When the curved face of a refracting element is of a spherical shape, these lenses are defined as Spherical lenses. Spherical lenses are of two types: Convex lens and Concave lens. Convex lenses are types of lenses that have thick central portions and thin periphery. Concave lenses are types of lenses that have thin central portions and thick periphery. These lenses have a lot of uses across industries for their practical utility. From microscopes and telescopes to glasses and car mirrors, the general presence of these lenses or the fundamentals upon which they operate is virtually irreplaceable.
Principal Axis: It is a straight line, hypothetically drawn, that links the center of curvature of the lens and optical center. It is always perpendicular to the vertical axis. We can calculate and locate the principal focus of the lens on the principal axis.
Optical Centre: It is the centre of the lens, which is determined geometrically. The optical centre generally lies on the principal axis. When the light passes through the optical centre, no deviation of light will take place.
Centre Of Curvature: The lens is always a separate part of the sphere. So the actual centre of the sphere, from which the lens is derived, is termed as the Centre of curvature. In other words, the space in between the point at which rays of the lens meets and the lens itself is denoted as the Centre of curvature.
Principal Focus: We always consider incident rays as parallel to the principal axis. These rays, after striking the lens, either join or seem like joining at a certain point. That point at which the rays join or seem to join at is known as Principal focus. It is also termed as the Focal point. The focus is present on both sides of the lens.
Focal Length: It is the intermediate path or distance that lies between the optical centre and principal focus. It is denoted by ‘f'. Commonly, the focal length of a concave lens will always be negative, and that of a convex lens will always be positive.
When we calculate the ratio of the size of the image to the size of the object, the result we get is called Lateral magnification. It is also called linear magnification or transverse magnification. So, the mathematical expression of linear magnification is m=v/u.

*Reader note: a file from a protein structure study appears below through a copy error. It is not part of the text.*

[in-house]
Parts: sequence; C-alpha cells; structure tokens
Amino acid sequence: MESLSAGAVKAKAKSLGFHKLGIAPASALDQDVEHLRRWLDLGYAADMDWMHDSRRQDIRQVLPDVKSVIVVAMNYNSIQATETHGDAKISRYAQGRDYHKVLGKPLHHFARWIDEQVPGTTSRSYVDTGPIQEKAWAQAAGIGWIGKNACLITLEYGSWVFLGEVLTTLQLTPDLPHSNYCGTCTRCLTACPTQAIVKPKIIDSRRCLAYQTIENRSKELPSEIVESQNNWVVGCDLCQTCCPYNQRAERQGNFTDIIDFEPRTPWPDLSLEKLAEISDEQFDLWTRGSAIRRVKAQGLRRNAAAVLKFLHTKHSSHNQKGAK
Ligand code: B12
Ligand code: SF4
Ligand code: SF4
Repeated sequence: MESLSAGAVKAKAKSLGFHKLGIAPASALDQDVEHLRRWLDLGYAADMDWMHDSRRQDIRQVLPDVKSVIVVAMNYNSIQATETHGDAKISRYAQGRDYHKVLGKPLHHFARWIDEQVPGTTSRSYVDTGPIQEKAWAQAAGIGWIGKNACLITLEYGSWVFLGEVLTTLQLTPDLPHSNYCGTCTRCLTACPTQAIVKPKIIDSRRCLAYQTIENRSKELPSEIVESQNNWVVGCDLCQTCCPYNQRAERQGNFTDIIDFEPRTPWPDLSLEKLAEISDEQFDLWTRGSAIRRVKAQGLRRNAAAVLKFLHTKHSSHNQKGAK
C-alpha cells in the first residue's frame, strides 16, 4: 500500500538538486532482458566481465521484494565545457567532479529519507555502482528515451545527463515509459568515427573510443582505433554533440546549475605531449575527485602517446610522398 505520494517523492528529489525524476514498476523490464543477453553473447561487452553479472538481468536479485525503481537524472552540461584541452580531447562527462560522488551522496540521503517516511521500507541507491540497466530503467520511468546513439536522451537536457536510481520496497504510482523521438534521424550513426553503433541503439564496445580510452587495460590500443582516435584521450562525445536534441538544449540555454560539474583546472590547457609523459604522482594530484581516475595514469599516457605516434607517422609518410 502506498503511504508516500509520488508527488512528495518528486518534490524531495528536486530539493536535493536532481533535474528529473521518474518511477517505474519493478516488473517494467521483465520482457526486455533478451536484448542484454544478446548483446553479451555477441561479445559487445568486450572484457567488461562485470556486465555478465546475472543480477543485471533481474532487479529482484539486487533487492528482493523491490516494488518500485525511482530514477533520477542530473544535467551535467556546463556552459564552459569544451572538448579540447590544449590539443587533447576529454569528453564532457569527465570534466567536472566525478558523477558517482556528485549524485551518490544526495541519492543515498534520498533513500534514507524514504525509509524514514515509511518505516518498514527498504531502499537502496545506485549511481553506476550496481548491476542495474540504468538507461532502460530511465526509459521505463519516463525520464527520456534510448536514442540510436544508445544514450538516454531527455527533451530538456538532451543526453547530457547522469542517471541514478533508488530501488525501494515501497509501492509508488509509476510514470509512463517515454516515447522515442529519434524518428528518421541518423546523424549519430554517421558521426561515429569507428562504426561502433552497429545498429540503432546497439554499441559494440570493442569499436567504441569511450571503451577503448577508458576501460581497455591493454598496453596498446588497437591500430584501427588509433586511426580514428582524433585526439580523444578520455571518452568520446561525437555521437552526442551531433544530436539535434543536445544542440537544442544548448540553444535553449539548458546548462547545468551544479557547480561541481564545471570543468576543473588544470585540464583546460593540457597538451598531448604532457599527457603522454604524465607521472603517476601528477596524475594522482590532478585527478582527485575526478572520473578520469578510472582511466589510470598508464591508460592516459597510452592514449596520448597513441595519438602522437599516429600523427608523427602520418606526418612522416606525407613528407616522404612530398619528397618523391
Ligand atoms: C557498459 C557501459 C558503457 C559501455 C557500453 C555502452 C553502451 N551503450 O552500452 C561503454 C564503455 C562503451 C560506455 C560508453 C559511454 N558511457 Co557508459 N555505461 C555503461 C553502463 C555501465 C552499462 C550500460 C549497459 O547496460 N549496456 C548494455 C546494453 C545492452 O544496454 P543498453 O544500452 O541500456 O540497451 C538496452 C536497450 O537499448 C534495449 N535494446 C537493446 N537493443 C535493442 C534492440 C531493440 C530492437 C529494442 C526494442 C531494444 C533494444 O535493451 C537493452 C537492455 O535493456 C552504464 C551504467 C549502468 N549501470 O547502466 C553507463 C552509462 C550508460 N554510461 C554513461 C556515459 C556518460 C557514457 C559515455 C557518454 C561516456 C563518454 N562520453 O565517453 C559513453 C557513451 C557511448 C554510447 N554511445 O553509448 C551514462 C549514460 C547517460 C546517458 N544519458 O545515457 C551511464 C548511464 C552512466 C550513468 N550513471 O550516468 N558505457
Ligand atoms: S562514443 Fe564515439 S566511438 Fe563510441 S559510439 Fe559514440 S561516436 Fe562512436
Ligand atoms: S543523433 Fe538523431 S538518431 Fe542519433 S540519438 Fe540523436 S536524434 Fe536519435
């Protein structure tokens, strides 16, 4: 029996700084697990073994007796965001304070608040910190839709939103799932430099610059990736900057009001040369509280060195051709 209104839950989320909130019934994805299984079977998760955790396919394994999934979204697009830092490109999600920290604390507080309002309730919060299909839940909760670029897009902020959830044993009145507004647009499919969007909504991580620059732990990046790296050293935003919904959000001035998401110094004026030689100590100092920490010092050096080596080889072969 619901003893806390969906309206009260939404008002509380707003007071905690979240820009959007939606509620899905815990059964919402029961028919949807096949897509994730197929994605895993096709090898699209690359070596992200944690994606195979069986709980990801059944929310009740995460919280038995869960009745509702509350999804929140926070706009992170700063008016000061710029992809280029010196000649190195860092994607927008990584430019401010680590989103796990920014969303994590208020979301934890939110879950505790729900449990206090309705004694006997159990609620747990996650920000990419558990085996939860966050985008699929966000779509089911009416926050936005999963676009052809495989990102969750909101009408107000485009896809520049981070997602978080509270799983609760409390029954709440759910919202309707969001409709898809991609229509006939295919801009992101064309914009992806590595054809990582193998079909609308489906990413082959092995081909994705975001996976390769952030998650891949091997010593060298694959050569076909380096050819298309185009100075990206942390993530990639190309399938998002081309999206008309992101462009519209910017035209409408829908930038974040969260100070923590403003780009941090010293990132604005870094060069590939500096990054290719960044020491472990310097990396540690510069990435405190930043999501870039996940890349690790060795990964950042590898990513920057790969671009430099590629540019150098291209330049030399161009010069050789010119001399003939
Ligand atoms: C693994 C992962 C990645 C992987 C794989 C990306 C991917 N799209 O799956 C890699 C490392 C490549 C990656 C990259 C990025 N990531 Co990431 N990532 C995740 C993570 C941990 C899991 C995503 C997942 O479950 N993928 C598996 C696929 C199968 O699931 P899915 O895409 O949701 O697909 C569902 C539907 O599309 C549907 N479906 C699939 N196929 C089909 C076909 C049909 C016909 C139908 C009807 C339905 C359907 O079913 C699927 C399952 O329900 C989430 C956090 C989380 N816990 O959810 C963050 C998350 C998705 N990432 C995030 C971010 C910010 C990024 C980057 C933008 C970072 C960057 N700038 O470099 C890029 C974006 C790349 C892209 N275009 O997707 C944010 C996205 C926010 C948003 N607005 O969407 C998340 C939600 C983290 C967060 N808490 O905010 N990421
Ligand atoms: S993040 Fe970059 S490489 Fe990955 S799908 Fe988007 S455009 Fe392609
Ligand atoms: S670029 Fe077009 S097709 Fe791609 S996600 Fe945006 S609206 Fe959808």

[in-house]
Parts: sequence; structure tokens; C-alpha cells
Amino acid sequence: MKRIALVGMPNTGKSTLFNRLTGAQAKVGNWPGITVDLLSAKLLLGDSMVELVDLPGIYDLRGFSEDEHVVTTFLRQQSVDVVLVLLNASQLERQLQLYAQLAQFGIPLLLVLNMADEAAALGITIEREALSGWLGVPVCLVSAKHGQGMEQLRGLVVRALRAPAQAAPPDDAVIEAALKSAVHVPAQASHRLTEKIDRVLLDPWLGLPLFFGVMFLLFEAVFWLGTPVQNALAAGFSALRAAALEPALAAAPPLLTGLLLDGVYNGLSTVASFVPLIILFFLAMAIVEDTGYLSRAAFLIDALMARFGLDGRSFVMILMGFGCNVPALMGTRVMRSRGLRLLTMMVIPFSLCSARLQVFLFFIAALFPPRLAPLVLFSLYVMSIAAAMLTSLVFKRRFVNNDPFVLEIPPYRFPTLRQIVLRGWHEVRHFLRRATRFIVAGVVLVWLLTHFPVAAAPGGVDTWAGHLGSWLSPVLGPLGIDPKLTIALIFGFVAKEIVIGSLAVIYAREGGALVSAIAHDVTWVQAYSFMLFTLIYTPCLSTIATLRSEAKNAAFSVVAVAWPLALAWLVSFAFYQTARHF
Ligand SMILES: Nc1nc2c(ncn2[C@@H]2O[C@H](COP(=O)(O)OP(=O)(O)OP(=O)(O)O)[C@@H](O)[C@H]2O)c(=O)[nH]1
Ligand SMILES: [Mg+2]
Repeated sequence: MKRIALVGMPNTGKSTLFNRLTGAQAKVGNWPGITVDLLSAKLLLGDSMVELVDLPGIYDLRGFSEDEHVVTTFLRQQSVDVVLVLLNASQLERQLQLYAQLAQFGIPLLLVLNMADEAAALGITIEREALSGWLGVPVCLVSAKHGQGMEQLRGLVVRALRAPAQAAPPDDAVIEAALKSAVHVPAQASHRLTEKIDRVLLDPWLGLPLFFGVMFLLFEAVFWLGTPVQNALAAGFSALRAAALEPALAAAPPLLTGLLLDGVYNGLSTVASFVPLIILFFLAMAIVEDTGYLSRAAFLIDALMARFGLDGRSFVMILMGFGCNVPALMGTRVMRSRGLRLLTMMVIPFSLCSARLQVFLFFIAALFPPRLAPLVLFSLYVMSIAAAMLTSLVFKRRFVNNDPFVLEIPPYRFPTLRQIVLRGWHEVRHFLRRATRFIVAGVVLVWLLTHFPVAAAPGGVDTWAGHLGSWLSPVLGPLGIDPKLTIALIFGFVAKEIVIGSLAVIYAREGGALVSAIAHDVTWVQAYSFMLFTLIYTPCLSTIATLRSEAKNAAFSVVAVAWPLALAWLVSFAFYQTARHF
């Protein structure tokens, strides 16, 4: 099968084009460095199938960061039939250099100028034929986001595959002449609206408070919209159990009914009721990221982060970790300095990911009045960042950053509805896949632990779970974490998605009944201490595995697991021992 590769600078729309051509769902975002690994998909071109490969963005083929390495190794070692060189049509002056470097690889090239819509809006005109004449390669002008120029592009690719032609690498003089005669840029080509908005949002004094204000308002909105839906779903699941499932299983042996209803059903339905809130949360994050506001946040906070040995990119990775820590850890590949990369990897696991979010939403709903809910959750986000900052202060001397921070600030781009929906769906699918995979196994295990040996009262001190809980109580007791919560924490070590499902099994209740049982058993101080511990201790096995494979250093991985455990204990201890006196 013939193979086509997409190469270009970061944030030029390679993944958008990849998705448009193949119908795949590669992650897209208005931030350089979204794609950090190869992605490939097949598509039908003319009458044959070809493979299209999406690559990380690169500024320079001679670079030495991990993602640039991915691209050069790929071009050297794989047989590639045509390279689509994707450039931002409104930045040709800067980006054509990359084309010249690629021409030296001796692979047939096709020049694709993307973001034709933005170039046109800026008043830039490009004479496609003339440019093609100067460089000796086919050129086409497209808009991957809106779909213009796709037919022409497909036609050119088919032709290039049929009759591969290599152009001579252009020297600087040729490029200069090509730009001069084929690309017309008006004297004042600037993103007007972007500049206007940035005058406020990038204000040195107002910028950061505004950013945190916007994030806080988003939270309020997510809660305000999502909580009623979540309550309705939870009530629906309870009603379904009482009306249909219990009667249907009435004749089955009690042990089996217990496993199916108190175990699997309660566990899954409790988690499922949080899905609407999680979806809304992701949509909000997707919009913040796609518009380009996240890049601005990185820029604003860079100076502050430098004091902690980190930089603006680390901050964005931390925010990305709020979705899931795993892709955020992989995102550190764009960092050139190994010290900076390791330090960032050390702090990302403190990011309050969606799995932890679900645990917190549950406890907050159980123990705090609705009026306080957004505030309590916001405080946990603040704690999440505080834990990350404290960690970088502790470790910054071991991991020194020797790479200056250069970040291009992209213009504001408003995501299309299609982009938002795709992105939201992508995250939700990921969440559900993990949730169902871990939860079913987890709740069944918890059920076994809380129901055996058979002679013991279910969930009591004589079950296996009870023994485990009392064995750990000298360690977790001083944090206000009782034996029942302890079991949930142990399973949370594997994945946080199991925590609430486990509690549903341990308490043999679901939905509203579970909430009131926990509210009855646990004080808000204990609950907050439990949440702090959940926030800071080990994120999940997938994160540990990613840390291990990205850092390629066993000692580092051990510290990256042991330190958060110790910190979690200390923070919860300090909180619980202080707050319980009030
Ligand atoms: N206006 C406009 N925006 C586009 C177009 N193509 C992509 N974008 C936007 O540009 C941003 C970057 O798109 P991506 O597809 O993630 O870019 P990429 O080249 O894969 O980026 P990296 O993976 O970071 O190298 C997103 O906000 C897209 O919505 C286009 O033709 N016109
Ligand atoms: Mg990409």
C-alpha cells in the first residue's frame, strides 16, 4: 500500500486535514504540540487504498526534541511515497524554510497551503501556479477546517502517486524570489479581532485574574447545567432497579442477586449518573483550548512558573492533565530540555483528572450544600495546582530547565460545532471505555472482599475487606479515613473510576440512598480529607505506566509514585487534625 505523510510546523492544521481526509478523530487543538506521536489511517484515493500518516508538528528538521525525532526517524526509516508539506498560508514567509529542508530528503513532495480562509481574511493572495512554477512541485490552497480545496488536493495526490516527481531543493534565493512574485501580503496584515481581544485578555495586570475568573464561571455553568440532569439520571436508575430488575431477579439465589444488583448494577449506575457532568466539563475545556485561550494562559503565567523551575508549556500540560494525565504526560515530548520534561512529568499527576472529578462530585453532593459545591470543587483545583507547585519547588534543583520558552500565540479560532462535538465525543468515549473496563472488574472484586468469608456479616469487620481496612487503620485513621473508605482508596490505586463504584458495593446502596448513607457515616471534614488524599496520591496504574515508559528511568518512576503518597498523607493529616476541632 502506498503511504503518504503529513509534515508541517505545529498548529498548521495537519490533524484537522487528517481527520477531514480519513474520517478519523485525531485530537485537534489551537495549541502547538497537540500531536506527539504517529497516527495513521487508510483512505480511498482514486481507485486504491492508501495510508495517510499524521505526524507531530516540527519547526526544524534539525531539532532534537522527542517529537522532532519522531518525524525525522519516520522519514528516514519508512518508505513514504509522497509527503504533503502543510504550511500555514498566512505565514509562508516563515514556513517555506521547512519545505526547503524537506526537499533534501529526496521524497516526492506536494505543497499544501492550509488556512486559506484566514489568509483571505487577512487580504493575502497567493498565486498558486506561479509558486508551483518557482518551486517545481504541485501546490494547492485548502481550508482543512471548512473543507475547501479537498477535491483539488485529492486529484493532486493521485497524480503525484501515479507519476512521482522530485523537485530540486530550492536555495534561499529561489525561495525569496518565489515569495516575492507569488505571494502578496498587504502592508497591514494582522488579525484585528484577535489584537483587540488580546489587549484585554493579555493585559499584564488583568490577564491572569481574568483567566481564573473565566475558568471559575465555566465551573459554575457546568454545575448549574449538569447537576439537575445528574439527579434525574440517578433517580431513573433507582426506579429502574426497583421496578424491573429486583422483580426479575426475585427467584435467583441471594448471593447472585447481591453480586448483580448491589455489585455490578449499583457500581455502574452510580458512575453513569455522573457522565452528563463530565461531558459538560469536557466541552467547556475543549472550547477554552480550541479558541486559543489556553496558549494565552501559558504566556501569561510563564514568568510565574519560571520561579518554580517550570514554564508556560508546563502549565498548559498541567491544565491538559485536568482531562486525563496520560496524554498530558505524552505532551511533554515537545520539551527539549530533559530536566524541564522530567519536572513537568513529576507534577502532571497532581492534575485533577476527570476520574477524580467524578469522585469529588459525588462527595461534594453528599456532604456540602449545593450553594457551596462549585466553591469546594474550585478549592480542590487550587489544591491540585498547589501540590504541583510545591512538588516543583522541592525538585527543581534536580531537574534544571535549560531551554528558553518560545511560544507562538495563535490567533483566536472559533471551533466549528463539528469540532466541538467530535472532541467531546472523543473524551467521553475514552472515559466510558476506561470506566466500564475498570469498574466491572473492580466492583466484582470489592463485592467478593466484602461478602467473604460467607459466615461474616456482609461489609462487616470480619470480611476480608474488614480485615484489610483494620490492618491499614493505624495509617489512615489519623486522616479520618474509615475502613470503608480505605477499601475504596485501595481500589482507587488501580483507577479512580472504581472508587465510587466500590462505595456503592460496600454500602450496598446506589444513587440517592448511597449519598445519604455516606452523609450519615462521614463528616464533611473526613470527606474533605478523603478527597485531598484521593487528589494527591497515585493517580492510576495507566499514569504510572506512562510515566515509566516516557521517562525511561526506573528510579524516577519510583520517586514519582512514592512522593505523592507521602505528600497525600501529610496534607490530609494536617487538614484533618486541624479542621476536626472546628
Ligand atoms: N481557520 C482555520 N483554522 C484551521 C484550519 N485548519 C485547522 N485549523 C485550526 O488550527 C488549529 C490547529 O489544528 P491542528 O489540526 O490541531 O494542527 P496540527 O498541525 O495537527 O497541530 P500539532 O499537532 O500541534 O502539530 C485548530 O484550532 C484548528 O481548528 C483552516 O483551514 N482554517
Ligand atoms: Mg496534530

If the value of m is negative, the image will be inverted. If it is positive, the image will be upright.
The rays will move parallel to the principal axis, strike the lens, and then converge to meet at the focus. Thus, the image will be a real image at the focus. The size of the image will be a tiny or point image.
One of the rays will move parallel to the principal axis, strike the lens, and then pass through the focus. The other ray will directly pass through the centre of curvature to join the previous ray at any point between focus and double focus (2F). The characteristics of the images are- inverted, diminished, and real.
One of the rays will move parallel to the principal axis, strike the lens, and then pass through the focus. The other ray after refraction through the spherical surface will pass through the centre to join the previous ray at 2F. The image will be- inverted but real. The image’s size and object’s size will be similar.
One of the rays will move parallel to the principal axis, strike the lens, and then pass through the focus. The other ray after refraction at the spherical surface will pass through the centre to join the previous ray at any point between 2F and infinity. The characteristics of the image are- inverted, magnified, and real.
One of the rays will move parallel to the principal axis, strike the lens, and then pass through focus. The other ray will pass through the centre. The two rays finally meet at infinity. The characteristics of the images are- inverted, real, and magnified to a large extent.
Here, the image will be formed on the same side of the object. The image will be virtual. It will be straight and enlarged to a great extent.
When concave lenses are used, the images will be formed on the same side of the object. The image will be diminished, straight, and virtual.
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1. What is The Difference Between The Concavo-convex Lens And The Convexo-concave Lens?
When we come across the refraction through spherical surface class 12, we encounter concavo-convex and convexo-concave lenses. The lens where the curvature is more towards the concave face in comparison to the convex face is termed as the Convexo-concave lens, whereas the lens where the curvature is more towards the convex face in comparison to the concave is termed as Concavo-convex lens. The concavo-convex lens behaves more likely as a convex lens, while the convexo-concave lens behaves more likely as a concave lens. They are both used as correcting lenses.
2. What Are The Defects Of Images, And How Are They Cured?
As we have already come across refraction by spherical lenses in class 10 notes, there were many disorders related to images. They are as follows:
Spherical Aberration: It is cured by using a mirror that is parabolic in shape.
Astigmatism: It is usually corrected by using spectacles.
Myopia or near-sightedness: It is cured by using a concave lens.
Hypermetropia or farsightedness: It is cured by using a convex lens.